Car Buyer Labs

Car Buying Advice, Tips, and Reviews

A closeup is shown of hands changing a tire.

7 Tips to Help You Find the Right Tire Shop

When you’re doing pretty much any kind of shopping, there are two crucial things to figure out: the right item and the right merchant. Of course, you need to make sure you get the thing you need (whether that’s a car, tires, a computer, or new phone), but you also want to make sure you buy it from a business that treats you well, puts your needs first, and appreciates you as a customer. That’s not always easy, but finding the right tire shop can make a big difference not only in terms of price but also with regard to the overall value of the tires and other services.

There are several different types of businesses you can buy tires from, including big-box warehouse retailers, dedicated tire shops, and car dealerships. Choosing the right kind of business can make your life a lot easier overall, but that comes down to knowing what to look for and watching out for someone that doesn’t treat you properly as a customer. Today, we’re going to go over some tips you should keep in mind when looking for a tire shop that you can trust, and some things to watch for that tell you it’s time to go somewhere else.

Tip #1 – Shop Early to Avoid High Pressure

This is good advice for any purchase, really, but something to particularly consider when it comes to shopping for tires and looking for a good tire shop. When you’re buying something, as a customer, your most significant strength is that you can always walk away from a sale and take your business somewhere else. If you find yourself in an emergency, such as a dangerously low tire, then you lose some of that power, and you’re at the mercy of whatever business will help you out the soonest.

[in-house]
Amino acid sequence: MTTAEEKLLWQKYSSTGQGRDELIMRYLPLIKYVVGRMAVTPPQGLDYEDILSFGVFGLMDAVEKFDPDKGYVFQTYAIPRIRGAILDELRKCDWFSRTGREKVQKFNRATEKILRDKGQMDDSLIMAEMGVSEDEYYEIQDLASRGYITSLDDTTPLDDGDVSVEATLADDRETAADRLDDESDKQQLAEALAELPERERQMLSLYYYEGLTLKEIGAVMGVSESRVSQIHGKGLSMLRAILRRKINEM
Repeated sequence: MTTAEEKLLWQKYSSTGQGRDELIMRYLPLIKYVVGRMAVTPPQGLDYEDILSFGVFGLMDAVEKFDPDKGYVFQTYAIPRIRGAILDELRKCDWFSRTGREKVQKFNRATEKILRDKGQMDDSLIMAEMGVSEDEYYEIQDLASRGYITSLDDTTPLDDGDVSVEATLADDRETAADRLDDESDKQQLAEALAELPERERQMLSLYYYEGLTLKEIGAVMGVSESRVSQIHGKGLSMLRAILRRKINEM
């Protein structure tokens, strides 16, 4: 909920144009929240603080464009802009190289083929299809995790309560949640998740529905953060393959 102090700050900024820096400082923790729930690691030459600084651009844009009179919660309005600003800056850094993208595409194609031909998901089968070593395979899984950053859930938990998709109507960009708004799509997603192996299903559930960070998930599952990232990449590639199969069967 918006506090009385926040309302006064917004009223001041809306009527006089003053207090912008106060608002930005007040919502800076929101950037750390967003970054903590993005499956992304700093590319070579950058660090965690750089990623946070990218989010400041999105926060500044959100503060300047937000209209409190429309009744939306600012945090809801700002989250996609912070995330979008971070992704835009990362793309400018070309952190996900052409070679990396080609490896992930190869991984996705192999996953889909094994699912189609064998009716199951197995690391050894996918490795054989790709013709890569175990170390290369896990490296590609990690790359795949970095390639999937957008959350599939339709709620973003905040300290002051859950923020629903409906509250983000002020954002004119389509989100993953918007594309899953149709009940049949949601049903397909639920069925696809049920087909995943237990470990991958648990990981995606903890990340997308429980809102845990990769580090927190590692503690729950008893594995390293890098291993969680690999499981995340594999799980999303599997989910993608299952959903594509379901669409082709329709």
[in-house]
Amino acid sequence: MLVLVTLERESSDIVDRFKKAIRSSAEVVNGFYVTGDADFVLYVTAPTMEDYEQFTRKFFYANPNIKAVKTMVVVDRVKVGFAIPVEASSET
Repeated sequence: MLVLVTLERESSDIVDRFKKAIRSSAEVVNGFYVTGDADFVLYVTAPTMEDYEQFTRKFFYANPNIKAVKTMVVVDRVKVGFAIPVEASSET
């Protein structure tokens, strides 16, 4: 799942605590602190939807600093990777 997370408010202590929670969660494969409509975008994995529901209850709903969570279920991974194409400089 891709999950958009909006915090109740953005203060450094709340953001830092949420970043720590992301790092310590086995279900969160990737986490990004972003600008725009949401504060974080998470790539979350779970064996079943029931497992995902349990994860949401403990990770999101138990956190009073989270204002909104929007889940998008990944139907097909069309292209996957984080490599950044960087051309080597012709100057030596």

To avoid this, make sure you check the tread on your tires regularly, testing the depth with a quarter. If you can see the top of the President’s head, then it’s time to start tire shopping. A lot of people suggest using a penny, but this gives you much less time to react. So, begin with a quarter to give yourself more time for shopping and comparing what’s out there.

Tip #2 – Do Some Research

A man and woman are inspecting tires in a tire shop.

Before you show up at any tire shop looking for what you need, you need to know how to shop for tires and what’s out there. Do some research on tires, learn about different brands, types, sizes, etc. Learn what the codes on tires mean and how to read them – the more you know, the better prepared you are to interact with a salesperson at a tire shop.

Also, you should do some research on tire shops in your area. Look for reviews online from other people to see what their experiences were when going to those businesses. Talk to friends, family, coworkers, and whoever else you trust to see where they go when they need tires or where to avoid. All of this information helps you form a greater overall sense of where to shop.

Tip #3 – Compare Prices and Brands

This is part of that research step but really deserves its own focus. Look at different brands of tires; look at reviews of them to see how they compare in terms of quality. Then, look at the prices for those tires from the manufacturer and different retailers. There is a ton of information available to you online these days, which gives you everything you need to be able to walk into a tire shop and know if they’re overcharging you for their tires. This also lets you see how different manufacturers compare.